If apparently "external" phenomena are purely a projection of mind according to one's karmic parameters,
and do not occur prior to the functioning of mind,
then how is this possible?

If the Dharma teachings did not occur prior to one's concept of them,
and are merely projections of the mind, then unless you are already enlightened,
how could they possibly bring liberation from samsara?
.
.
.
Profile Picture: "The Foaming Monk"
People on web forums sometime seem to be foaming at the mouth.

User avatar
Wayfarer
Posts: 3739
Joined: Sun May 27, 2012 8:31 am
Location: Sydney AU

Re: Is Mind Fundamental?

Post by Wayfarer » Sat Mar 10, 2018 7:34 am

PadmaVonSamba wrote:
Sat Mar 10, 2018 3:41 am
Did the Dharma teachings occur before you had any concept of them?
If apparently "external" phenomena are purely a projection of mind according to one's karmic parameters,
and do not occur prior to the functioning of mind,
then how is this possible?

If the Dharma teachings did not occur prior to one's concept of them,
and are merely projections of the mind, then unless you are already enlightened,
how could they possibly bring liberation from samsara?
.
.
.
I have been reading your posts on this and hope you will bear with me why I try and explain one point. You are assuming a realist view of the world in all of your comments on the matter. Of course it goes without saying that according to the realist view, the world existed before you and I were born, and everything in the big wide world carries on as it is, whether you and I know it or not. So from this realist point of view, the idea of 'mind-only' seems completely preposterous.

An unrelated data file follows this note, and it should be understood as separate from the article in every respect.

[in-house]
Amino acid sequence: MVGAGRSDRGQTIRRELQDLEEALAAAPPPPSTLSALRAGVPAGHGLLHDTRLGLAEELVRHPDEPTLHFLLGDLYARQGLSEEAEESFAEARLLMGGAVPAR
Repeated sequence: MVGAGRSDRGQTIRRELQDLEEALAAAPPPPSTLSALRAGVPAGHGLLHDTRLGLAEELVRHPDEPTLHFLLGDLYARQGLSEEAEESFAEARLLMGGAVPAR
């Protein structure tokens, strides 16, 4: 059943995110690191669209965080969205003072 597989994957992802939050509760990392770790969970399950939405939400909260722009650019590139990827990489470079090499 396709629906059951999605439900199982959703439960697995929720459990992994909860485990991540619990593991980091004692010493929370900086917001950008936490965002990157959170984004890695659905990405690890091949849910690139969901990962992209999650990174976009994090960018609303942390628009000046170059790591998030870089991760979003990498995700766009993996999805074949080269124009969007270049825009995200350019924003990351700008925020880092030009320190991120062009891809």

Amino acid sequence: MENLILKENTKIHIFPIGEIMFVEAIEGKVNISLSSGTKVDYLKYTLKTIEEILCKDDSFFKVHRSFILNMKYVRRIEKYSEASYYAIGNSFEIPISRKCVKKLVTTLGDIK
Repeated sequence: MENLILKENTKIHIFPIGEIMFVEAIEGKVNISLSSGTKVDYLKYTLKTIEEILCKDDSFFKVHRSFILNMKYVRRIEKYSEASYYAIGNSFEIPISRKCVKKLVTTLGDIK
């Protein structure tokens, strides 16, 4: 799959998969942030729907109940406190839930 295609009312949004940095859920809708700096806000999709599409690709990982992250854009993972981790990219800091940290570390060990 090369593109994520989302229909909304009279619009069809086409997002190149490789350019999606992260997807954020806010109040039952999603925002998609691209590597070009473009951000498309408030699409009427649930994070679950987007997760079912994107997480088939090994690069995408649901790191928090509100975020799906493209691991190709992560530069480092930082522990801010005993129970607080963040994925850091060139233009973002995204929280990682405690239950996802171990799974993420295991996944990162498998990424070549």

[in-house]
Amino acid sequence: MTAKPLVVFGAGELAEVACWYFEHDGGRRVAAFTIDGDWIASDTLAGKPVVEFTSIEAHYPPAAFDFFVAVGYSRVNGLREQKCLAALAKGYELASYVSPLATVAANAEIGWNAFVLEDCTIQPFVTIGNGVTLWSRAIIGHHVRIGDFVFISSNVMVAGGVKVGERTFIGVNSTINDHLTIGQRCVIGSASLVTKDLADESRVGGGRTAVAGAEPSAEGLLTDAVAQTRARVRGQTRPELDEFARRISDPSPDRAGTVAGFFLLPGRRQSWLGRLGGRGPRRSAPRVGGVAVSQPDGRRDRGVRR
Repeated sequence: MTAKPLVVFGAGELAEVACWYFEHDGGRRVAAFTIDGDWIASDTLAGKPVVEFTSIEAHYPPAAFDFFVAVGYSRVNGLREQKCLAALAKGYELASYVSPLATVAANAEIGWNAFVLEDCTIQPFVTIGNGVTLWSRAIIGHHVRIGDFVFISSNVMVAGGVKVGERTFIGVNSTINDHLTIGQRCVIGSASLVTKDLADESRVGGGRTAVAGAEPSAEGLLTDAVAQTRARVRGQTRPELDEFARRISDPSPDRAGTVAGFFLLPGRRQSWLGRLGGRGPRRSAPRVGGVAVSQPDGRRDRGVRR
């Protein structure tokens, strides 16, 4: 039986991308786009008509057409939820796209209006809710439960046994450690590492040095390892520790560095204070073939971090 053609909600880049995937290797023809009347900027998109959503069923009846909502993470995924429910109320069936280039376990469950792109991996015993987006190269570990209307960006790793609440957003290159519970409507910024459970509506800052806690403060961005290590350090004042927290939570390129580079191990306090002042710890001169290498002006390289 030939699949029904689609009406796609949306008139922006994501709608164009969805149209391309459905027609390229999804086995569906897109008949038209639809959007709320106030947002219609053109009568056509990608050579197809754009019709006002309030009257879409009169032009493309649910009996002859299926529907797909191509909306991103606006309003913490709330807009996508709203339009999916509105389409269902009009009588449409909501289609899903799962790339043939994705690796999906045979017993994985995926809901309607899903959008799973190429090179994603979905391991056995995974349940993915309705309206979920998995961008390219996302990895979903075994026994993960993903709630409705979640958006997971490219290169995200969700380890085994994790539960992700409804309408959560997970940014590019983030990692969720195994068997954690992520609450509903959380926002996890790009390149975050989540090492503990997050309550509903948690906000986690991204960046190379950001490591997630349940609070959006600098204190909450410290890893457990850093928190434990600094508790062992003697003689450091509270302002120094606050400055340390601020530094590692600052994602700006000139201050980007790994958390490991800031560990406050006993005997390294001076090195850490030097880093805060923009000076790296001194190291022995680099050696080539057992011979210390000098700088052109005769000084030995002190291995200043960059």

What you're not allowing for is that this realist picture of the world is also something that exists in the mind. Not your mind, in particular, although there, as well. But 'before' and 'after' and 'duration' and 'position' are all judgements that imply a perspective, a point of view. THE mind provides a scale, a perspective, a sense of duration and position, within which any judgement at all about what is or isn't real is made.

Now the 'realist' attitude simply assumes that this perspective or point of view or framework is 'how things really are'. It forgets its own role in perceiving what is there, and believes that what is there exists regardless of any perception or cognition on our part. But the Yogacara understanding is all about the role of the mind in creating all of these parameters, perspectives, timescales, and so on, within which judgement is made about what is and isn't real. It is a radical philosophy and it does call into question our instinctive realism:

Have a read of The Clenched Fist of Reason by John Michael Greer. He's not Buddhist, but it's a pretty good analysis:
...this thing we call “the world” isn’t something wholly outside ourselves, something we experience in a detached and objective way. It’s something we create moment by moment in our minds, by piecing together the jumble of unconnected glimpses our senses give us—and we do the piecing according to a plan that’s partly given us by our biology, partly given us by our culture, and partly a function of our individual life experience.
...and that analysis does sound, not too coincidentally, not unlike the abhidharma analysis.
Only practice with no gaining idea ~ Suzuki-roshi

User avatar
PadmaVonSamba
Posts: 2961
Joined: Sat May 14, 2011 1:41 am

Re: Is Mind Fundamental?